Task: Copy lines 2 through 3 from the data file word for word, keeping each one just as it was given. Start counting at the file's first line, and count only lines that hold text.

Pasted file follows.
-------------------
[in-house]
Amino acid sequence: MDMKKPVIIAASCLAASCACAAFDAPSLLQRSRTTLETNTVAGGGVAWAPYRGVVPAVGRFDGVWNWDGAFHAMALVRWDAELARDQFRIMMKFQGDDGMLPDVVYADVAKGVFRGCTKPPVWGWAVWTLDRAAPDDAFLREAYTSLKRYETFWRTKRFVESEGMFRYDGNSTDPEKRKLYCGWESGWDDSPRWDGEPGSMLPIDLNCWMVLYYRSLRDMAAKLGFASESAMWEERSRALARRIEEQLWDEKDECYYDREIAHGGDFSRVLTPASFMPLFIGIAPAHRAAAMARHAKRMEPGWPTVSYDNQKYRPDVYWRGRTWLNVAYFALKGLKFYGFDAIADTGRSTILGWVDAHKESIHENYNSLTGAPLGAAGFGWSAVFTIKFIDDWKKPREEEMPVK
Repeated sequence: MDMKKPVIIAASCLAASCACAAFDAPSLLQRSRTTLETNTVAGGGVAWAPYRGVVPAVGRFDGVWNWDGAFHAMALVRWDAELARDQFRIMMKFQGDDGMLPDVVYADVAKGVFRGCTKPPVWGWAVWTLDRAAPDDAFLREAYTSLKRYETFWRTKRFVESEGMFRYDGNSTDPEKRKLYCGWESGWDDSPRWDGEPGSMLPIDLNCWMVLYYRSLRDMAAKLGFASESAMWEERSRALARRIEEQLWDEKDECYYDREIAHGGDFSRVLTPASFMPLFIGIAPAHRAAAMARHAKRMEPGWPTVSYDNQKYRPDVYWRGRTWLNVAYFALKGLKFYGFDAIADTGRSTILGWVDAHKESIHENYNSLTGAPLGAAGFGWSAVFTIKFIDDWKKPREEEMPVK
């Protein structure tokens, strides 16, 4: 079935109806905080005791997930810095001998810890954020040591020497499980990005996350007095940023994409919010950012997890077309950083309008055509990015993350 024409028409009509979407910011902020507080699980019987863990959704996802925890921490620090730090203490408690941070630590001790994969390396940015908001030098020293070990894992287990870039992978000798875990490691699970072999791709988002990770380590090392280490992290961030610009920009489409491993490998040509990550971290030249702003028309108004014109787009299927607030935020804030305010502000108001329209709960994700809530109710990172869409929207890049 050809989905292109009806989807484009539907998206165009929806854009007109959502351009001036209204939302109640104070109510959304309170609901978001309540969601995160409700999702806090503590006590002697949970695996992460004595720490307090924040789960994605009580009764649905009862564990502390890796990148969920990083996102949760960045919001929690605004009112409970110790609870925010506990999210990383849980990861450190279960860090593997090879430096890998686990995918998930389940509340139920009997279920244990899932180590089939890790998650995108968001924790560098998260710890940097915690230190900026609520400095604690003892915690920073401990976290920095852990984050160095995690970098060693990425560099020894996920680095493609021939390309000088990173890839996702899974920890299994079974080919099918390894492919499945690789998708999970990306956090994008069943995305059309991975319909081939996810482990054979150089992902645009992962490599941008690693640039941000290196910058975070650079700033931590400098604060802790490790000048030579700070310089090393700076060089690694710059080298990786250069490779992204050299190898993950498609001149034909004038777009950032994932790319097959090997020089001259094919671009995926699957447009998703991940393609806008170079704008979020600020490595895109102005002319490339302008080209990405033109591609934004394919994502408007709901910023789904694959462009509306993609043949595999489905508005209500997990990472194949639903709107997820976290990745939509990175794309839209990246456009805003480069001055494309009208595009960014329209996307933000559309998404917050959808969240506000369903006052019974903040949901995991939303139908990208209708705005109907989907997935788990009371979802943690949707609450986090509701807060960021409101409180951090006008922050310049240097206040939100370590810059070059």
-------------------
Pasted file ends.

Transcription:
Amino acid sequence: MDMKKPVIIAASCLAASCACAAFDAPSLLQRSRTTLETNTVAGGGVAWAPYRGVVPAVGRFDGVWNWDGAFHAMALVRWDAELARDQFRIMMKFQGDDGMLPDVVYADVAKGVFRGCTKPPVWGWAVWTLDRAAPDDAFLREAYTSLKRYETFWRTKRFVESEGMFRYDGNSTDPEKRKLYCGWESGWDDSPRWDGEPGSMLPIDLNCWMVLYYRSLRDMAAKLGFASESAMWEERSRALARRIEEQLWDEKDECYYDREIAHGGDFSRVLTPASFMPLFIGIAPAHRAAAMARHAKRMEPGWPTVSYDNQKYRPDVYWRGRTWLNVAYFALKGLKFYGFDAIADTGRSTILGWVDAHKESIHENYNSLTGAPLGAAGFGWSAVFTIKFIDDWKKPREEEMPVK
Repeated sequence: MDMKKPVIIAASCLAASCACAAFDAPSLLQRSRTTLETNTVAGGGVAWAPYRGVVPAVGRFDGVWNWDGAFHAMALVRWDAELARDQFRIMMKFQGDDGMLPDVVYADVAKGVFRGCTKPPVWGWAVWTLDRAAPDDAFLREAYTSLKRYETFWRTKRFVESEGMFRYDGNSTDPEKRKLYCGWESGWDDSPRWDGEPGSMLPIDLNCWMVLYYRSLRDMAAKLGFASESAMWEERSRALARRIEEQLWDEKDECYYDREIAHGGDFSRVLTPASFMPLFIGIAPAHRAAAMARHAKRMEPGWPTVSYDNQKYRPDVYWRGRTWLNVAYFALKGLKFYGFDAIADTGRSTILGWVDAHKESIHENYNSLTGAPLGAAGFGWSAVFTIKFIDDWKKPREEEMPVK